Murray slides straight into form on clay
World No 4 serves up a storm to coast past Serb on return to surface he finds hardest to conquer
The captain of the Seabourn Sojourn, a 32,000-ton ship that had dropped anchor in the Mediterranean just a couple of hundred metres from the Monte Carlo Country Club, had obviously decided he would not see any better tennis for the rest of the day. Within minutes of Andy Murray securing an emphatic 6-0, 6-3 victory over Serbia's Viktor Troicki in the Scot's opening match at the Monte Carlo Masters, the luxury cruise liner turned and headed towards the open sea.
Turning your game around on clay after playing on hard courts for more than eight months can be as laborious a process as changing direction in a ship like the 650ft Seabourn Sojourn, but Murray found his stride immediately on what has always been his most challenging surface. The world No 4 completed his first match of the clay-court season in just 67 minutes to earn a meeting tomorrow with Jürgen Melzer or Julien Benneteau. "It's sometimes taken me two or three weeks at tournaments before I started feeling good," Murray said. "This was the first time I felt good [in the first match of a tournament.]"
Murray was 4-0 up within 17 minutes and took the first set – in which he won 14 points in a row – in less than half an hour. Troicki, whose best Grand Slam performances have been on clay at the French Open, held his serve three times in the second set but the world No 30 won just five points on Murray's serve in the whole match.
Sliding into his shots with apparent ease, Murray hit some splendid winners. There were several beautifully judged drop shots but the most spectacular stroke was a backhand down the line when he returned a smash.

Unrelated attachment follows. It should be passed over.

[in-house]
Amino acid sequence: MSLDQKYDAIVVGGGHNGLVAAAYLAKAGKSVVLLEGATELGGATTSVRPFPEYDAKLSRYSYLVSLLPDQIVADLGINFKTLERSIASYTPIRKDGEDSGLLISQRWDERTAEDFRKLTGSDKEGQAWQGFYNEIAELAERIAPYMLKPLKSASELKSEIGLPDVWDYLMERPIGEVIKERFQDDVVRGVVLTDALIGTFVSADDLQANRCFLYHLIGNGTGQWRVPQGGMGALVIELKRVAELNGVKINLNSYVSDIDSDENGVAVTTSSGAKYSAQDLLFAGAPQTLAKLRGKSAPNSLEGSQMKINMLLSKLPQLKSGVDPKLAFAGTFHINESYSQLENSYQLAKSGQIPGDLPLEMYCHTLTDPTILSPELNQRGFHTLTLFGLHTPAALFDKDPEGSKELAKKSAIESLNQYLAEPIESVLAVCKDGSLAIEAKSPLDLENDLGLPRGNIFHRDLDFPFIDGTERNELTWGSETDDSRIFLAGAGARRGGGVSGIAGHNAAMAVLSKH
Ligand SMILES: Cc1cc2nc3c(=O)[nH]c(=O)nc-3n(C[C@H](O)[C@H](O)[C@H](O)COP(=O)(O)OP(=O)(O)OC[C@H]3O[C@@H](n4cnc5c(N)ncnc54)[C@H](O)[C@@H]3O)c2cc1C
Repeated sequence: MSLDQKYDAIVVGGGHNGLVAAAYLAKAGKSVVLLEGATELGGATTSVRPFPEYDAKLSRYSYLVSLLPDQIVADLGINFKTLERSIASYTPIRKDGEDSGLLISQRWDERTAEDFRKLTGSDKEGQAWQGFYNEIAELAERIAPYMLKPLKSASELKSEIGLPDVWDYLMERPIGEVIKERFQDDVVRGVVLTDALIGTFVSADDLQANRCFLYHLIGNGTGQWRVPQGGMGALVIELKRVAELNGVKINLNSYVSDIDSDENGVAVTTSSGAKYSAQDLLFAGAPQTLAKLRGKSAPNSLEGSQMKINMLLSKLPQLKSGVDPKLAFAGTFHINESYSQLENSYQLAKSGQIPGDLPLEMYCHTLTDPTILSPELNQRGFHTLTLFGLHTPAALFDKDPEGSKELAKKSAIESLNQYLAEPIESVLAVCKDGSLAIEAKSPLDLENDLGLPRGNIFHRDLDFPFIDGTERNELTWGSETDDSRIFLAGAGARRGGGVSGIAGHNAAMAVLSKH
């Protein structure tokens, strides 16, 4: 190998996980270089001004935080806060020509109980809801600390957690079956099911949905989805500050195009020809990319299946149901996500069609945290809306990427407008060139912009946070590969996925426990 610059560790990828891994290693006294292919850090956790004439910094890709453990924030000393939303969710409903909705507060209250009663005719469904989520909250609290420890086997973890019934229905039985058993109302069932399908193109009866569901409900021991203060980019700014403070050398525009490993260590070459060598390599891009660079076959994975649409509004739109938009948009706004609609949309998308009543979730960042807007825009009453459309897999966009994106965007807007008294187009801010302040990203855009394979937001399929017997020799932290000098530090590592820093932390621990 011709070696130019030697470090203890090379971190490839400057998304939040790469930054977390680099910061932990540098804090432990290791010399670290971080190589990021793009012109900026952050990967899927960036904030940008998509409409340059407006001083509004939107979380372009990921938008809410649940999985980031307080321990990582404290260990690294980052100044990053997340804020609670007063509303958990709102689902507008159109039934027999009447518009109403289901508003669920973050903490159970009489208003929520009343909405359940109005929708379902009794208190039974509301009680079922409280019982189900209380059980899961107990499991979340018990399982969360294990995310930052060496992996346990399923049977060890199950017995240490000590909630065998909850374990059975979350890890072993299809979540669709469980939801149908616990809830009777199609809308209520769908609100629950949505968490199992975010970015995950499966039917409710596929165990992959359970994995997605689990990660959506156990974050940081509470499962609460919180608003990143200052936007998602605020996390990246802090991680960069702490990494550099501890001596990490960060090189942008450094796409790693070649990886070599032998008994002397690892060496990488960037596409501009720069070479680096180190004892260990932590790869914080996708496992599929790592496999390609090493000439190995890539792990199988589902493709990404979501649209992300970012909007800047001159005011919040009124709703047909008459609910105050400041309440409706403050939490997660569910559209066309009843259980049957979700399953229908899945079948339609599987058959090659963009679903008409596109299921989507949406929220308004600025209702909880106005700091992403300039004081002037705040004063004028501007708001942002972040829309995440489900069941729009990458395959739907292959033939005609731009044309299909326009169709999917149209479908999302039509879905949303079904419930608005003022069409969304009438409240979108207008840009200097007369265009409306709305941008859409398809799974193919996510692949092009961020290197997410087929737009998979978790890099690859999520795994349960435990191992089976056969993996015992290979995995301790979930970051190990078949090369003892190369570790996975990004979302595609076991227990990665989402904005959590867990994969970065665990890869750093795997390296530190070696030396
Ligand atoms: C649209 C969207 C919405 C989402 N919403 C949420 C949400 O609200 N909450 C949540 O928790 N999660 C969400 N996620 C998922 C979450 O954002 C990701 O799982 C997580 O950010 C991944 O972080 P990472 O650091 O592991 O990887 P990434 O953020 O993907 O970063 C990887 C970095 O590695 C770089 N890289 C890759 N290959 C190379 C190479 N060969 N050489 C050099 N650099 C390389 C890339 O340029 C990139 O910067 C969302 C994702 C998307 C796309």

"I was sliding pretty well," Murray said. "Normally that's the thing that takes time to get used to, but I did that well. Normally for me that's a good sign on the clay, whether I'm playing well or not. I've been hitting the ball well in practice. It was just whether or not I'd be feeling comfortable with the movement. I was, so I was happy with it."
Murray has felt the benefit of extra practice on clay. Following the Miami Masters he spent several days practising on red-clay courts at Boca Raton and on a green-clay court at a club next to his Florida apartment, although he will not be able to use the latter facility again.
"They're turning it into a car park in about a week," Murray said. "It's a great club. I'm really disappointed they're closing it down because it's always busy when we go there, but I guess there's more money in people parking their cars there than people running around tennis courts. Money talks sometimes, unfortunately."
Murray, who reached the semi-finals at the French Open last year, has felt more comfortable with each clay-court season. "The guys that have the most experience on the surface tend to do well here," he said. "A guy like [David] Ferrer just understands exactly what he needs to do on this surface. There's a lot of guys like him that play their best tennis here. They have a lot of experience from playing here as juniors, from growing up on it and spending more time on it on the tour. I don't play on it that often, so it's taken me more time to gain that experience."
Murray, who went on to partner his brother Jamie to a 6-4, 6-3 victory over Santiago Gonzalez and Christopher Kas in the first round of the doubles, is hoping that his coach, Ivan Lendl, who won his first Grand Slam title at Roland Garros, will help him improve his clay-court game even more. "He only arrived this morning so he's getting no credit," Murray said, with a smile. "In the build-up to the French Open, the time I spend with him after these two tournaments, the five or six days before Barcelona and the four or five days before the French Open, will be very, very beneficial."
Jo-Wilfried Tsonga, returning to the court where he lost against John Isner earlier this month in France's Davis Cup defeat by the United States, celebrated his 27th birthday with a 6-2, 6-4 victory over Philipp Kohlschreiber. The No 4 seed will now meet Spain's Fernando Verdasco, the beaten finalist here two years ago, who beat Croatia's Ivan Dodig 3-6, 6-3, 6-1.
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